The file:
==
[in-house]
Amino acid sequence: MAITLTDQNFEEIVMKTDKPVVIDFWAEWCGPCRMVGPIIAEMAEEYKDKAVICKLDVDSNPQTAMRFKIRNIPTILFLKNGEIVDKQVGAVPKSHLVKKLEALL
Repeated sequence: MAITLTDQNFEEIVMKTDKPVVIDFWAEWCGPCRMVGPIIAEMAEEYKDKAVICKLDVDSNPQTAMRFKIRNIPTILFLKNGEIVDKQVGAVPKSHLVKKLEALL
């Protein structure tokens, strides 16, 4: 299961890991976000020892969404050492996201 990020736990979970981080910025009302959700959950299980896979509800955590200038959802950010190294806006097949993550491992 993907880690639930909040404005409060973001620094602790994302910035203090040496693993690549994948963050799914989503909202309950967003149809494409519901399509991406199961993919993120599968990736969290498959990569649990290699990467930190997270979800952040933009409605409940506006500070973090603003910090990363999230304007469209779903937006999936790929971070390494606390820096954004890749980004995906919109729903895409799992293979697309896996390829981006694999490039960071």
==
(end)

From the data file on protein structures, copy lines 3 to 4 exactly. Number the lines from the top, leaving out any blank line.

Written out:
Repeated sequence: MAITLTDQNFEEIVMKTDKPVVIDFWAEWCGPCRMVGPIIAEMAEEYKDKAVICKLDVDSNPQTAMRFKIRNIPTILFLKNGEIVDKQVGAVPKSHLVKKLEALL
């Protein structure tokens, strides 16, 4: 299961890991976000020892969404050492996201 990020736990979970981080910025009302959700959950299980896979509800955590200038959802950010190294806006097949993550491992 993907880690639930909040404005409060973001620094602790994302910035203090040496693993690549994948963050799914989503909202309950967003149809494409519901399509991406199961993919993120599968990736969290498959990569649990290699990467930190997270979800952040933009409605409940506006500070973090603003910090990363999230304007469209779903937006999936790929971070390494606390820096954004890749980004995906919109729903895409799992293979697309896996390829981006694999490039960071």